I know this is a little old but I found a (admittedly very questionable) workaround for Assumption 1 (also part of the GraphQL specs) that a server must provide a root field called node which returns an interface Node. Doing this, will check 1 and 3 of the Relay compliance and pagination can also be done via first/next.

At first we have to add the Node interface to our schema and define a custom lambda resolver called node.

Node interface

interface Node @generate(
    query: {
        get: true,
        query: false,
        aggregate: false
    mutation: {
        add: false,
        delete: false
    subscription: false
) {
  id: ID!

I have disabled the generation of all queries/mutations apart from getNode.

Apply to a type

type Test implements Node {
  name: String

Apply the Node interface to any type you wish to query via node (@refetchable will work when using Relay).

Set up lambda

type Query {
  node(id: ID!): Node @lambda

So far so good, we have set all up but unfortunately the query node will not work since we would have to implement all possible query solutions which is offered by getNode. In order to do so I alter the id string of the input parameter and attach the query which gets generated by Relay (I know this is …).

I use react-relay-network-modern for setting up the Relay environment but it should work with the standard implementation as well. So when defining my network, I do:

const network = new RelayNetworkLayer([
      size: 100, // max 100 requests
      ttl: 900000, // 15 minutes
      url: (req) => Promise.resolve(GRAPHQL_ENDPOINT),
    (next) => async (req) => {
      let queryBody = {
        query: req.getQueryString(),
        variables: req.getVariables(),

      if ( queryBody.query.includes('node(id: $id)') ) { = + '_QUERY_' + queryBody.query;
      req.fetchOpts.body = JSON.stringify(queryBody);
      const res = await next(req);
      return res;

In the lambda I can now parse the string, replace node(id: $id) with getNode(id: $id) and run the query.

The lambda

export const getNode = async ({ args, graphql }) => {
  const { id } = args;
  const queryBody = id.split('_QUERY_');
  const queryId = queryBody[0];
  const query = query[1].replace('node(id: $id)', 'getNode(id: $id)');

  const res = await this.graphql( query, { id: queryId });

I know this is a horrendous workaround but it works and lets me do @refetchables as well. I guess it would not be a major task for the Dgraph Team to automatically add the Node Interface and rename the getNode query to node. We would still have to implement Node to every type we would need to have access but that’s ok I guess.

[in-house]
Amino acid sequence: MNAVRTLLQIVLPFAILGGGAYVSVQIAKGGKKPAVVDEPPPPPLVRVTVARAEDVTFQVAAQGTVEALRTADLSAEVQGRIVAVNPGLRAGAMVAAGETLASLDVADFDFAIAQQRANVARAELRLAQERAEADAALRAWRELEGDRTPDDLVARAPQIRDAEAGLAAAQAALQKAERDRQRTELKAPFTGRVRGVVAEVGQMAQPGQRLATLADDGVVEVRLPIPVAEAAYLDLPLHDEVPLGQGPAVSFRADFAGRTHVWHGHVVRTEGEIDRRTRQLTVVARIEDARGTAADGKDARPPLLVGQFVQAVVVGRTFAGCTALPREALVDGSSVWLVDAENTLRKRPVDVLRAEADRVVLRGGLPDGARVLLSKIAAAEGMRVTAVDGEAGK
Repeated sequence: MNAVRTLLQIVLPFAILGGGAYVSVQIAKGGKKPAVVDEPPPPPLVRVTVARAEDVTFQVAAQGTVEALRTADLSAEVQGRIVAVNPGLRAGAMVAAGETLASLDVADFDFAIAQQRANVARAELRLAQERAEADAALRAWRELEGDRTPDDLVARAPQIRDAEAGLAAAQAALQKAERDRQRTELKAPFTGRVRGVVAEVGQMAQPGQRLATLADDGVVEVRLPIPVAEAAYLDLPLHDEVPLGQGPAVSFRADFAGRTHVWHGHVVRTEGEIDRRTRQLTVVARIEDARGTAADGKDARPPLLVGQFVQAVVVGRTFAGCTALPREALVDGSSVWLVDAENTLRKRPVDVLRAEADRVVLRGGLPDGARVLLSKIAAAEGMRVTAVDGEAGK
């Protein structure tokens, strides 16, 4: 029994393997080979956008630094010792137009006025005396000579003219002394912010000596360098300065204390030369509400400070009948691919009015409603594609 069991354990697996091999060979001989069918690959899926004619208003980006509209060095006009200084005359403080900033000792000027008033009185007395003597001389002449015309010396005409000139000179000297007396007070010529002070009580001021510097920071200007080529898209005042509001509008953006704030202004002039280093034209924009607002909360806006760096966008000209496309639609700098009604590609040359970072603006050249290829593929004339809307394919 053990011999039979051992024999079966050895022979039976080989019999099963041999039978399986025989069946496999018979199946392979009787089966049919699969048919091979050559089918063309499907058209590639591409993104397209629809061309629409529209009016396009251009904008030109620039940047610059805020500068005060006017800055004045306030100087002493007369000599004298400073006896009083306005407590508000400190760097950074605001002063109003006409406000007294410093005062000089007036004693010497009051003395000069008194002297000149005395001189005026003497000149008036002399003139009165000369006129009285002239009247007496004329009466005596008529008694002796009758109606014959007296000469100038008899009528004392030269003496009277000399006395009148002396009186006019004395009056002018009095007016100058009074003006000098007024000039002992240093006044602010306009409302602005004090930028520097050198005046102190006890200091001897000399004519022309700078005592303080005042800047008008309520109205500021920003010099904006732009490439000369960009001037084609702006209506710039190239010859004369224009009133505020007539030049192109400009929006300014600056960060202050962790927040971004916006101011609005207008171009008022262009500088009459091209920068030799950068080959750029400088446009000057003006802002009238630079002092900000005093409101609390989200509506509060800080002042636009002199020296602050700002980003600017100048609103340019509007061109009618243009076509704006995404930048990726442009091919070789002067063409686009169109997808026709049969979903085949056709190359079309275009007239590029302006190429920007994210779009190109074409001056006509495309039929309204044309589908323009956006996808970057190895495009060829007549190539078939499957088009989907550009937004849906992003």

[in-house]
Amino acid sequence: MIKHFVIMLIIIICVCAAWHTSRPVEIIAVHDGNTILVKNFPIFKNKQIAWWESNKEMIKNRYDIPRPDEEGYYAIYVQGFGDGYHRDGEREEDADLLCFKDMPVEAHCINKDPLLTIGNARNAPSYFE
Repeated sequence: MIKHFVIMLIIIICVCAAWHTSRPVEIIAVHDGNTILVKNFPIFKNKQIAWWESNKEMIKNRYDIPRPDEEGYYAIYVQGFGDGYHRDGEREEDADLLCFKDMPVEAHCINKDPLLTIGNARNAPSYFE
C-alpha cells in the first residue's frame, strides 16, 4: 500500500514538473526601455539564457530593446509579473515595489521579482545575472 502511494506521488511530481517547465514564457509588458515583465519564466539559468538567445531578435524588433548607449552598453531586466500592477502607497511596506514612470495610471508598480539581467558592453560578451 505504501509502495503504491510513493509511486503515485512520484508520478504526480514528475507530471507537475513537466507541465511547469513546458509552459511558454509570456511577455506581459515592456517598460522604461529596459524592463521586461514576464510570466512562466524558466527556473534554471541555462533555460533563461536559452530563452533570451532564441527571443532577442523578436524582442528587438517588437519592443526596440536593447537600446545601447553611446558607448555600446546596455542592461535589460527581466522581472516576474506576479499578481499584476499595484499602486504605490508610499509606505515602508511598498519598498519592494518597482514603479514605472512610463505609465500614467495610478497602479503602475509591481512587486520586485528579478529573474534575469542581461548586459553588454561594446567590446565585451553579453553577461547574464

Let me know what you think!


During React’s official 2021 conference they re-introduced Relay as the data fetching framework you should be using for GraphQL.

Interesting talk that is worth the watch! Hopefully this might inspire getting Dgraph GraphQL schema to be Relay compliant :laughing:

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Am I right to understand that a full Relay compatibility was never achieved?

As far as I’m aware, the answer is no.

However, as stated by @abhimanyusinghgaur, Dgraph fulfils Spec 3 out of the box. Spec 1 can be achieved by my horrendous workaround. Only cursor based pagination (Spec 2) is missing to be fully compliant and this seems to require a full rework of Dgraph’s generation of the GraphQL API.

There might be a possibility of extending the schema in a way to achieve cursor based pagination but this certainly results in quite an effort. The only way I could imagine achieving this is to somehow utilise the Node interface for this - eg. by assigning generalised edges to all types in your schema (or at least the types which should be paginated). Then you’d need to extend type Query and build custom resolver, maybe similar to @huntersofbook/relay-cursor-paging or use cursor_to_offset from graphql/relay.

However, I’ve not tried any of this since so far we can live with the offset based pagination provided by Dgraph.